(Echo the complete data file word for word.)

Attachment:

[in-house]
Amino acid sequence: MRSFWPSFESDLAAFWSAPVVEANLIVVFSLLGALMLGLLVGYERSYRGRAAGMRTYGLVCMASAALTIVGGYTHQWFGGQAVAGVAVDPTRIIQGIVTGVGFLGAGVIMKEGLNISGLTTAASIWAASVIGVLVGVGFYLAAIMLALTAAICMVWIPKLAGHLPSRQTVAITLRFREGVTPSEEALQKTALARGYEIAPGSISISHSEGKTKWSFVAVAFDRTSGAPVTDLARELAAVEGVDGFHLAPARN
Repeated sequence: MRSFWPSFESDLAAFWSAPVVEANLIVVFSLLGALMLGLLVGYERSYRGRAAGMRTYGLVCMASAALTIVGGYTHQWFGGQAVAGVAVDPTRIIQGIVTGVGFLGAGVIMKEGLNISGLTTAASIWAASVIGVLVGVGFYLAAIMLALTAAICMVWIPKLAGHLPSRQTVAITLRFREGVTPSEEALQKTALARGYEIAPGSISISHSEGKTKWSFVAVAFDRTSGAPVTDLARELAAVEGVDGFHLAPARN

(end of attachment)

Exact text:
[in-house]
Amino acid sequence: MRSFWPSFESDLAAFWSAPVVEANLIVVFSLLGALMLGLLVGYERSYRGRAAGMRTYGLVCMASAALTIVGGYTHQWFGGQAVAGVAVDPTRIIQGIVTGVGFLGAGVIMKEGLNISGLTTAASIWAASVIGVLVGVGFYLAAIMLALTAAICMVWIPKLAGHLPSRQTVAITLRFREGVTPSEEALQKTALARGYEIAPGSISISHSEGKTKWSFVAVAFDRTSGAPVTDLARELAAVEGVDGFHLAPARN
Repeated sequence: MRSFWPSFESDLAAFWSAPVVEANLIVVFSLLGALMLGLLVGYERSYRGRAAGMRTYGLVCMASAALTIVGGYTHQWFGGQAVAGVAVDPTRIIQGIVTGVGFLGAGVIMKEGLNISGLTTAASIWAASVIGVLVGVGFYLAAIMLALTAAICMVWIPKLAGHLPSRQTVAITLRFREGVTPSEEALQKTALARGYEIAPGSISISHSEGKTKWSFVAVAFDRTSGAPVTDLARELAAVEGVDGFHLAPARN